Yes, this is my homage to you, Becky
Support your local farmers, I say.
One of the things that impresses me about gorgeous European women, like this lady here,
and gorgeous European women who remain gorgeous after having kids, is that they do not just give up and eat at McDonald's three times a day, or have unhealthy lifestyles because "they just don't have the time" to get ingredients to fix a meal themselves or get themselves to places where food is freshly made. They they eat seasonally by getting their seasonal fruits and veggies and meats several times a week, drink their water regularly, and allow small pleasures to the process of bringing food to the table. And they eat out where the food is made thoughtfully. Think, artisanally-made food.
I've been hitting up my favorites spots for fresh food, particularly vegetables at The Union Square Farmers Market. Some of my favorites--
- For chilis, Eckerton Hill Farm, Virginville, PA
- For bread (okay, at $5 a loaf, it's expensive, but it's organic, and tastes like real bread, the kind you imagine could be a stand-alone food and would have been served to you in the Middle Ages), Rock Hill Bakehouse, Gansvoort, NY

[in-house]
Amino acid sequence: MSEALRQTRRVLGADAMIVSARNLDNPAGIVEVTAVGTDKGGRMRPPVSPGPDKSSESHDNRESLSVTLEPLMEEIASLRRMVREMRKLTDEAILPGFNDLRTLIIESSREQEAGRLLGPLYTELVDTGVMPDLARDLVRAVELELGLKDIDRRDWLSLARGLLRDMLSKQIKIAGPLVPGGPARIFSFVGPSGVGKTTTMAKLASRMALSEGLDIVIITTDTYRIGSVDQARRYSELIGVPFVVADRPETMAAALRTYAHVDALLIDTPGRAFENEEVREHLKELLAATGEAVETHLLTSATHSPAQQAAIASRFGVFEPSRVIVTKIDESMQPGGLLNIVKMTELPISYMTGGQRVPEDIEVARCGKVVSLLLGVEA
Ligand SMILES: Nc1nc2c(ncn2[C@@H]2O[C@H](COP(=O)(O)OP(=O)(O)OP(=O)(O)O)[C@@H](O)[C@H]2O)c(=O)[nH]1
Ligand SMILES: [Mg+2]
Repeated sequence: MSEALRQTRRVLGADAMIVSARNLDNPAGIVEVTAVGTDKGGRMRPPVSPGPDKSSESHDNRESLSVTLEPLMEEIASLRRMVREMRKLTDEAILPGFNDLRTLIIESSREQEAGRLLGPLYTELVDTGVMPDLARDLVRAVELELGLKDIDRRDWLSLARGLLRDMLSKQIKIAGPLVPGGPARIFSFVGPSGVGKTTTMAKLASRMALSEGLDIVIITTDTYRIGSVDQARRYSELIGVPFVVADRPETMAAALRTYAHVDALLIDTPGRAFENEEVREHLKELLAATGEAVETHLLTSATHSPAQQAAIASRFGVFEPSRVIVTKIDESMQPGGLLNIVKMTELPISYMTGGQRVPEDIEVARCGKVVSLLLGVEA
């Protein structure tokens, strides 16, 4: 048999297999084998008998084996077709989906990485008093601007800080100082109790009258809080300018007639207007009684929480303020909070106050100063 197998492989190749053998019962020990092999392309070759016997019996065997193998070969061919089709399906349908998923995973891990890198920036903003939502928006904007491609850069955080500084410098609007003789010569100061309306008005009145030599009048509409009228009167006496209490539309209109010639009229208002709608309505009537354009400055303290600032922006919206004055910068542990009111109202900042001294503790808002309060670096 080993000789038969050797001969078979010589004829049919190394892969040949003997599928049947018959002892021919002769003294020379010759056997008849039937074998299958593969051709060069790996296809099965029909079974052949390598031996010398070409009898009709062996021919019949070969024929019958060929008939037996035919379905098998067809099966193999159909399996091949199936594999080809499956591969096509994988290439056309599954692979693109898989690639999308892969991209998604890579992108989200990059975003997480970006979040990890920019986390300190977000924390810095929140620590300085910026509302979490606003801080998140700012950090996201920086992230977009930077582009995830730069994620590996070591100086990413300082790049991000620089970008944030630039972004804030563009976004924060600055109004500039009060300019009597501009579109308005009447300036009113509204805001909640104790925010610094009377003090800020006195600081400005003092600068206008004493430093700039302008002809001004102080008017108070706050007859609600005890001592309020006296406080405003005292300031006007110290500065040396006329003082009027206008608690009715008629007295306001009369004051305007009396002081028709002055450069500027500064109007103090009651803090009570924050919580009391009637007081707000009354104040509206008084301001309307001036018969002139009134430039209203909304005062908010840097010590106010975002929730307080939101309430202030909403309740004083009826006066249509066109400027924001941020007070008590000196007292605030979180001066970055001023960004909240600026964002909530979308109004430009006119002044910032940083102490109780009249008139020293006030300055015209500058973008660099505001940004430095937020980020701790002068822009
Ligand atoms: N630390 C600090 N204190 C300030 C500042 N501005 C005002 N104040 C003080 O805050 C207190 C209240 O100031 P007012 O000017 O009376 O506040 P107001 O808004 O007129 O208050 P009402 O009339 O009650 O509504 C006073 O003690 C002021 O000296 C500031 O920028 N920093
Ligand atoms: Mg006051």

- For organic produce (look at the mesclun line goooooo!) including zucchini florets, Windfall Farms, Montgomery, NY [I spotted a very well-dressed woman stealing from this stand last week, I couldn't believe it]
- For jumbo antibiotic-free, free-range hen eggs and free-range poultry, Knoll Krest Farm, Clinton Corners, NY
Non-specifically, since we first arrived in New York, we get apple cider from the apple cider and apple pie folks who sell the apple chutney/salsa and hot cider for $1, maple syrup tainted with ginger or organic peaches from the Vermont Maple company, sheep's cheese from the only sheep's cheese stand there (there are a few goat ones, there, though), and buffalo jerky for Napoleon (not organic) from the Buffalo meat guy closest to the New York Film Academy side of the Square.
Eating fresh supports your local farmers, who, like the Union Square farmers, may not have contracts with Whole Foods directly across the street. You help bring accountability to your table (I'm talking to you, spinach industry) by getting to know the farmers, their products, and their craft.
Finally, farmers markets can be educational. A is studying Incan culture. "Mom, did you know that Peruvian potatoes are the size of a baby's fist?" We picked up purple Peruvian potatoes along with my supply of la Rattes. Farmers don't mind talking about their craft, and the bee man at Union Square might show you one of his secret Manhattan rooftop hives.
*Photo credit: The Sartorialist. Click on image to find out what Giovanna does for a living. Jealous, me.